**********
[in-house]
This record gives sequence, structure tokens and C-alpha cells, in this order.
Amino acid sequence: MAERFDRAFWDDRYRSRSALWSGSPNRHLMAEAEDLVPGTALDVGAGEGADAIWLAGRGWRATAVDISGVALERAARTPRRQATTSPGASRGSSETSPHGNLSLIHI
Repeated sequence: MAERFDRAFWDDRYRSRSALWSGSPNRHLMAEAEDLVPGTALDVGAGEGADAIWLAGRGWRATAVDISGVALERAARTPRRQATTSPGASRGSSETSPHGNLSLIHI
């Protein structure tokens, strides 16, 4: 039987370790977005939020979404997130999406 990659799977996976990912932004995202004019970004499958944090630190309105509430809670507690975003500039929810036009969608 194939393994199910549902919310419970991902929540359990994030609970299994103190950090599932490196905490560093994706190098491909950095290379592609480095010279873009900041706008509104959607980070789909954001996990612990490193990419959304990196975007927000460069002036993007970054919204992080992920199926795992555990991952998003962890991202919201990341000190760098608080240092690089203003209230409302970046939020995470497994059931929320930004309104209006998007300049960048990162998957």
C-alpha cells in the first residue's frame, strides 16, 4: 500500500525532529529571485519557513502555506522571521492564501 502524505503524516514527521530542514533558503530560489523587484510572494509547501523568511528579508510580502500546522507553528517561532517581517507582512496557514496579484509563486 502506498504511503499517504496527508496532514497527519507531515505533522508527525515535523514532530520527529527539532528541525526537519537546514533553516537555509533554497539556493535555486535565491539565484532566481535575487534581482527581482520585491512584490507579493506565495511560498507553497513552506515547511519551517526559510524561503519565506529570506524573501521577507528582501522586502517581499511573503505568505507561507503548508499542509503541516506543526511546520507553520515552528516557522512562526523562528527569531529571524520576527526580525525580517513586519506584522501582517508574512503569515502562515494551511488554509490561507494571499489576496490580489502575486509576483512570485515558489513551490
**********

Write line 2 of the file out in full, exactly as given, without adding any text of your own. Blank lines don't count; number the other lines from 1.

This record gives sequence, structure tokens and C-alpha cells, in this order.